The pervasiveness of digital video image capture by large segments of the public has produced a wide range of interesting social challenges, but also presents provocative new opportunities for free speech, transparency, and the promotion of democracy. The opportunity to gather and disseminate images, facilitated by the reduced expense and easy access to camera phones and other hand-held recording devices, decentralizes political power in transformative ways. But other uses of this technology represent potentially significant intrusions on property rights and personal privacy. This tension creates a substantial dilemma for policymakers and theorists who care about both free speech and privacy. Because of these putative social interests, laws governing video image capture are becoming more widespread across a number of different regulatory regimes, from Federal Aviation Administration regulations of drone recordings to bans on recordings of police officers performing their duties to so-called Ag-Gag laws, which criminalize the video recording of incidents of animal abuse at commercial agricultural facilities. In this Article, we examine constitutional theory and doctrine as applied to emerging government regulations of video image capture and propose a framework that will promote free speech to the fullest extent possible without presenting unnecessary intrusions into privacy interests. The Article first argues that video recording is a form of expression or, at the very least, is conduct that serves as a necessary precursor of expression such that it counts as speech within the meaning of the First Amendment. We continue with the novel argument that none of the features that make video recording a form of speech apply differently when the recording takes place on private property. Next, we examine under what circumstances video recording is constitutionally protected. We claim that video recording in public places or on private property with the consent of those recorded is presumptively protected speech under the First Amendment. But we also argue that the right to record attaches even when the recording is nonconsensual and occurs on private property, as long as the material recorded is a matter of public concern. While we acknowledge that the First Amendment does not limit the enforceability of generally applicable prohibitions on access to private property, we nonetheless suggest that a recording of activity that is a matter of public concern and is done by someone who is lawfully present on that private property is protected speech. That is not to say that all regulation of such recordings violates the First Amendment, and we therefore address when countervailing governmental interests might justify limitations on the right to record, including tangible property interests and reasonable privacy expectations. Throughout this part, we draw on examples of laws regulating video recordings to suggest how our proposed model for a right to record would apply in context. The First Amendment model developed in this.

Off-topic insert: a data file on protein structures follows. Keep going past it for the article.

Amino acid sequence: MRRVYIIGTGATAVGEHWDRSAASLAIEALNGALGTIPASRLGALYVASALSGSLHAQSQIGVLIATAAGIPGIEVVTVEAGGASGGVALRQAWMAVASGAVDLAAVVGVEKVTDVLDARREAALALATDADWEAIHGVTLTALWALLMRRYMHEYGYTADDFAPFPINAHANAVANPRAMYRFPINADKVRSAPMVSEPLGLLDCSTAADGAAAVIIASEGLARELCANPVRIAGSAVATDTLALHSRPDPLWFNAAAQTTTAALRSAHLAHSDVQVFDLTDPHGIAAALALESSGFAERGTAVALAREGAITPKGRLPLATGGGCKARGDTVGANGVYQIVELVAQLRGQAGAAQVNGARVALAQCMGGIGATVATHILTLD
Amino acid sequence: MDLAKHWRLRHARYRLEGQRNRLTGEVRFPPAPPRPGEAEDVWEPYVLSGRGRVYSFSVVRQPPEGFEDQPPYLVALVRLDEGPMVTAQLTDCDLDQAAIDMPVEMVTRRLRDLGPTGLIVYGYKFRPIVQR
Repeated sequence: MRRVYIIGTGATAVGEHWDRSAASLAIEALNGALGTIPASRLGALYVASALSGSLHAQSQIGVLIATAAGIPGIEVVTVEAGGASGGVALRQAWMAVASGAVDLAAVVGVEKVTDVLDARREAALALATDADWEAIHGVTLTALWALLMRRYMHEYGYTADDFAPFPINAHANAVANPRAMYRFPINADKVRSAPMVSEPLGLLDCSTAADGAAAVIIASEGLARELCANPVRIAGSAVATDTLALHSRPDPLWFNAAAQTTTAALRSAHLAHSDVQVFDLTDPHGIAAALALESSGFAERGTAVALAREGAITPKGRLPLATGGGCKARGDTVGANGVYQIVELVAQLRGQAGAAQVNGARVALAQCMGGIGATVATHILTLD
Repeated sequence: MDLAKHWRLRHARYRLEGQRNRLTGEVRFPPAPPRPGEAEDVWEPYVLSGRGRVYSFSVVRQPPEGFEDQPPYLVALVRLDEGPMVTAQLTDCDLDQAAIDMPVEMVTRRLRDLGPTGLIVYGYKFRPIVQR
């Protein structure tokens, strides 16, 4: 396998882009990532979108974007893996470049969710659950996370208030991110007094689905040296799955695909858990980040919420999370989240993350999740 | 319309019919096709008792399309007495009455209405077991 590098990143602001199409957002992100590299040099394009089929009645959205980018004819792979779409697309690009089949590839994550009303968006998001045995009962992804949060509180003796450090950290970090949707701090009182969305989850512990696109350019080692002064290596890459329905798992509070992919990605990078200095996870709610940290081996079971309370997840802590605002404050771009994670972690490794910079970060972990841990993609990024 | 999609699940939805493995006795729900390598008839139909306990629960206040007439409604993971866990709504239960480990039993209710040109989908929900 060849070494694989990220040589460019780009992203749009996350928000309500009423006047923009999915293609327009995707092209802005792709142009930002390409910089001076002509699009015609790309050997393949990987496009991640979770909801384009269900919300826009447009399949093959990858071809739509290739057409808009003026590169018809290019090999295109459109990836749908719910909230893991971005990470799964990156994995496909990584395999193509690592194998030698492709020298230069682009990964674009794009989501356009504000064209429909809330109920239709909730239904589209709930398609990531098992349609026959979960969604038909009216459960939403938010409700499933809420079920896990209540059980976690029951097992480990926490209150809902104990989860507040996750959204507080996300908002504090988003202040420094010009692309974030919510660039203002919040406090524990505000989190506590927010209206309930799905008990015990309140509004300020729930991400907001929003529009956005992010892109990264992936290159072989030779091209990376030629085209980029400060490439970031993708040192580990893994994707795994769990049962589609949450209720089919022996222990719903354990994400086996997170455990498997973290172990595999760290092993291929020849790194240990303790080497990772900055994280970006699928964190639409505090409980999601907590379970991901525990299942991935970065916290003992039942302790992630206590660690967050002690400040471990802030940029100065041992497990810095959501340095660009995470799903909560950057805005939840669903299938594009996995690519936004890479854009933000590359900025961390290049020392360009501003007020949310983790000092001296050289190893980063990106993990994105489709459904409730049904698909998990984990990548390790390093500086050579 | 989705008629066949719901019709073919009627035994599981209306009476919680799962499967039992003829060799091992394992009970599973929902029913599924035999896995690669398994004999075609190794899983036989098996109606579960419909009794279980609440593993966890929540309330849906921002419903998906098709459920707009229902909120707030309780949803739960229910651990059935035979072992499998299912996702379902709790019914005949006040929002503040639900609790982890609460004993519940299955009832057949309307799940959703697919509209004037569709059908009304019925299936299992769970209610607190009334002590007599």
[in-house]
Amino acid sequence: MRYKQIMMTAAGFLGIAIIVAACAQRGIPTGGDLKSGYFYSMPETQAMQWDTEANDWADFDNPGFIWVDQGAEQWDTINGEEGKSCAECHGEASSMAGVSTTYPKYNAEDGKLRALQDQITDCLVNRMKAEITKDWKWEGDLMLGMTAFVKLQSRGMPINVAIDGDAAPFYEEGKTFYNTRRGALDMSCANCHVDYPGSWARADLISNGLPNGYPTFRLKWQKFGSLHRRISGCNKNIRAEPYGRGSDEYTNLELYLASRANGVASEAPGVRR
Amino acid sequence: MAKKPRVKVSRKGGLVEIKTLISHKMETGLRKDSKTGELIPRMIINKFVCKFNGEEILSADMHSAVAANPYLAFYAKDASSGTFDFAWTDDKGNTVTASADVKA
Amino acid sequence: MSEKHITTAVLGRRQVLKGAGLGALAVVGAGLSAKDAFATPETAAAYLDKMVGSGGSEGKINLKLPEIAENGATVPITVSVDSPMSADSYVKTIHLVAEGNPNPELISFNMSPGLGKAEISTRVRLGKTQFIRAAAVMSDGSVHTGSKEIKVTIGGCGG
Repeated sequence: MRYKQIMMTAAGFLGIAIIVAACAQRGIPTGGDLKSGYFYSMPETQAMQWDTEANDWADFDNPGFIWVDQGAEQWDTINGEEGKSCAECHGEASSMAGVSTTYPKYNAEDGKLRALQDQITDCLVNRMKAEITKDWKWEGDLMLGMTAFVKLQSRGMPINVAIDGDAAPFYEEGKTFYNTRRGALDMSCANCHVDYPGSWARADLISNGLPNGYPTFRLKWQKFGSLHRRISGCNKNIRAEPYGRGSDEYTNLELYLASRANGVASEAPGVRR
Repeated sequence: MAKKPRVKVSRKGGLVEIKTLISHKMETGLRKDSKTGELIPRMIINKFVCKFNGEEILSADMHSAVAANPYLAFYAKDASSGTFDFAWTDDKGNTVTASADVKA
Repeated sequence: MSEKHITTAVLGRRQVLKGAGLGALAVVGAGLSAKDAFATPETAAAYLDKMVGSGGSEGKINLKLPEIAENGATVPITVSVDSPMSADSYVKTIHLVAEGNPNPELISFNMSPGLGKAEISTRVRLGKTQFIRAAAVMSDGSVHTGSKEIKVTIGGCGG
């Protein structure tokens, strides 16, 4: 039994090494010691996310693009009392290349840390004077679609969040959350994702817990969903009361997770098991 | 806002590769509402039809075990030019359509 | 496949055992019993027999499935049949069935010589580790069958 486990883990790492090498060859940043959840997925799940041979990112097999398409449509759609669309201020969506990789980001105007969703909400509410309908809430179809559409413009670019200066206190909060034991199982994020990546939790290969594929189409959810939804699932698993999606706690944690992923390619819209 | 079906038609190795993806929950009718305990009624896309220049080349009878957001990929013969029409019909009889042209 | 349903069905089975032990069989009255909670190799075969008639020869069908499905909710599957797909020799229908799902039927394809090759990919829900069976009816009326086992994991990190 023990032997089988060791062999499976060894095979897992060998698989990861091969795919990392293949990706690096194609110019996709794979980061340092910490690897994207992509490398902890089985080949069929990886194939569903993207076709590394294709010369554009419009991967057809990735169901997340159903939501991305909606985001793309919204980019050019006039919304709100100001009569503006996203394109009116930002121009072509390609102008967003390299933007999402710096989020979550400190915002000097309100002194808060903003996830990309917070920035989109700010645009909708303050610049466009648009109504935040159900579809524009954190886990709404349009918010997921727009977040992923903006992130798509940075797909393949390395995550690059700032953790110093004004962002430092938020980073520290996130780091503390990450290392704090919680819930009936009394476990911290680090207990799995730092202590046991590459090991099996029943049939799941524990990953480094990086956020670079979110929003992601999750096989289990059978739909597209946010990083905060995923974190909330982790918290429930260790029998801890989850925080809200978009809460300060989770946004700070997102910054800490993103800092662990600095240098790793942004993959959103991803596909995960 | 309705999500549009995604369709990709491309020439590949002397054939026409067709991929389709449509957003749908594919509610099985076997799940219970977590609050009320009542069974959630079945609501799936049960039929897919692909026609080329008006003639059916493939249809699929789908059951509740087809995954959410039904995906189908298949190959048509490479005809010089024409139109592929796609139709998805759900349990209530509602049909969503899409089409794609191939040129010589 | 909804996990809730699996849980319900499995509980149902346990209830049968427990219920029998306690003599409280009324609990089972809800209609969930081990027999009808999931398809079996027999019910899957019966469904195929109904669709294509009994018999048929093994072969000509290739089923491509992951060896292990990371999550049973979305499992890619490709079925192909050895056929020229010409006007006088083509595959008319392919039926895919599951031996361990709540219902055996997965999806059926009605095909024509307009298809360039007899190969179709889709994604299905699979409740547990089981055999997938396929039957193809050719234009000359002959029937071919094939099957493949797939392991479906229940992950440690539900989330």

Justin Marceau, Gideon’s Shadow, 122 Yale L.J. 2482 (2013).
Categories:
Constitutional Law
,
Criminal Law & Procedure
,
Government & Politics
Sub-Categories:
Criminal Defense
,
Jury Trials
,
Courts
,
Judges & Jurisprudence
Type: Article
Abstract
The right to counsel is regarded as a right without peer, even in a field of litigation saturated with constitutional protections. But from this elevated, elite-right status, the right to counsel casts a shadow over the other, less prominent criminal procedure rights. Elaborating on this paradoxical aspect of the Gideon right – that the very prominence of the right tends to dilute other rights, or at least justify limitations on non-Gideon rights – this essay analyzes the judicial and scholarly practice of employing the counsel right as a cudgel to curb other rights.

Education History

Current Courses